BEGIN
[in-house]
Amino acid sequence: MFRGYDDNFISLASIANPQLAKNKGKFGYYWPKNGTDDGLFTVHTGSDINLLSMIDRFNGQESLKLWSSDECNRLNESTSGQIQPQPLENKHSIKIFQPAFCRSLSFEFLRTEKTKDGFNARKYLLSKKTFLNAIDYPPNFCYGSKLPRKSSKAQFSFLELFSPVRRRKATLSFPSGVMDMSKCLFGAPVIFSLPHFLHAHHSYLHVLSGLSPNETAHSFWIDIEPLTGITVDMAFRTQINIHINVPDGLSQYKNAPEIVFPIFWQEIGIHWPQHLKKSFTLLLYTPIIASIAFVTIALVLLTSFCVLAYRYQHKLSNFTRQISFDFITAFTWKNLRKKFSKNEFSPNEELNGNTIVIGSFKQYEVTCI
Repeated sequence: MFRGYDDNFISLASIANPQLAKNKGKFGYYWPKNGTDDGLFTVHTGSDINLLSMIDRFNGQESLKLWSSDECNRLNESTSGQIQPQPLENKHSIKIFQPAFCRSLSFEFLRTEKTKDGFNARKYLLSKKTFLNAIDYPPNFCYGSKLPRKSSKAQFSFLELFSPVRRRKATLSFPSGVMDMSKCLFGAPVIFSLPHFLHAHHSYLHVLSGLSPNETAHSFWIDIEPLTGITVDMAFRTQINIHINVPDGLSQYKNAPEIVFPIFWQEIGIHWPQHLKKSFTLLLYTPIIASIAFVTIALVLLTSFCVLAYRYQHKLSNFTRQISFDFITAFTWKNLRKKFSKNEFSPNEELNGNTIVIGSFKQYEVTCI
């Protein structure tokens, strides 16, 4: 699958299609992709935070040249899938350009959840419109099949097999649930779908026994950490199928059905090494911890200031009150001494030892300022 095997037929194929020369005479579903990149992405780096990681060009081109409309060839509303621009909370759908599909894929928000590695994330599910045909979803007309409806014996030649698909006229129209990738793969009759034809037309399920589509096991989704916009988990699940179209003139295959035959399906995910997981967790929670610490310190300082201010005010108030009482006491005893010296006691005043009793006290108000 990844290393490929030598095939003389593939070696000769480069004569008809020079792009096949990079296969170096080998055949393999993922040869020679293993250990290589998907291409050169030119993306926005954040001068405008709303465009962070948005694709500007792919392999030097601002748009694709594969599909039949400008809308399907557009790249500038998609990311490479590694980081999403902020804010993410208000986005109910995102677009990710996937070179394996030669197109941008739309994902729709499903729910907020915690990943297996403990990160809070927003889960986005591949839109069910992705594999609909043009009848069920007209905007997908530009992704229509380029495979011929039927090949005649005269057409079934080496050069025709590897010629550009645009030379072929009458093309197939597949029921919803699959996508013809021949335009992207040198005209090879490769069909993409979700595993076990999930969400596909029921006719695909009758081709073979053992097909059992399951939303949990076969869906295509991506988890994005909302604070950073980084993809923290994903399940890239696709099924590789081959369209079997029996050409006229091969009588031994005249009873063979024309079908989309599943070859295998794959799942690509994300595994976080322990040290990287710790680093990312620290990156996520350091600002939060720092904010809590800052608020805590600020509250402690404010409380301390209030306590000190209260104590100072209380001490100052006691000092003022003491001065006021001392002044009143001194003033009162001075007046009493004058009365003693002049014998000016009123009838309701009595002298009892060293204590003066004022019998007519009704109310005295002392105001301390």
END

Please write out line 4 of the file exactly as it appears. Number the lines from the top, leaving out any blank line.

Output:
């Protein structure tokens, strides 16, 4: 699958299609992709935070040249899938350009959840419109099949097999649930779908026994950490199928059905090494911890200031009150001494030892300022 095997037929194929020369005479579903990149992405780096990681060009081109409309060839509303621009909370759908599909894929928000590695994330599910045909979803007309409806014996030649698909006229129209990738793969009759034809037309399920589509096991989704916009988990699940179209003139295959035959399906995910997981967790929670610490310190300082201010005010108030009482006491005893010296006691005043009793006290108000 990844290393490929030598095939003389593939070696000769480069004569008809020079792009096949990079296969170096080998055949393999993922040869020679293993250990290589998907291409050169030119993306926005954040001068405008709303465009962070948005694709500007792919392999030097601002748009694709594969599909039949400008809308399907557009790249500038998609990311490479590694980081999403902020804010993410208000986005109910995102677009990710996937070179394996030669197109941008739309994902729709499903729910907020915690990943297996403990990160809070927003889960986005591949839109069910992705594999609909043009009848069920007209905007997908530009992704229509380029495979011929039927090949005649005269057409079934080496050069025709590897010629550009645009030379072929009458093309197939597949029921919803699959996508013809021949335009992207040198005209090879490769069909993409979700595993076990999930969400596909029921006719695909009758081709073979053992097909059992399951939303949990076969869906295509991506988890994005909302604070950073980084993809923290994903399940890239696709099924590789081959369209079997029996050409006229091969009588031994005249009873063979024309079908989309599943070859295998794959799942690509994300595994976080322990040290990287710790680093990312620290990156996520350091600002939060720092904010809590800052608020805590600020509250402690404010409380301390209030306590000190209260104590100072209380001490100052006691000092003022003491001065006021001392002044009143001194003033009162001075007046009493004058009365003693002049014998000016009123009838309701009595002298009892060293204590003066004022019998007519009704109310005295002392105001301390």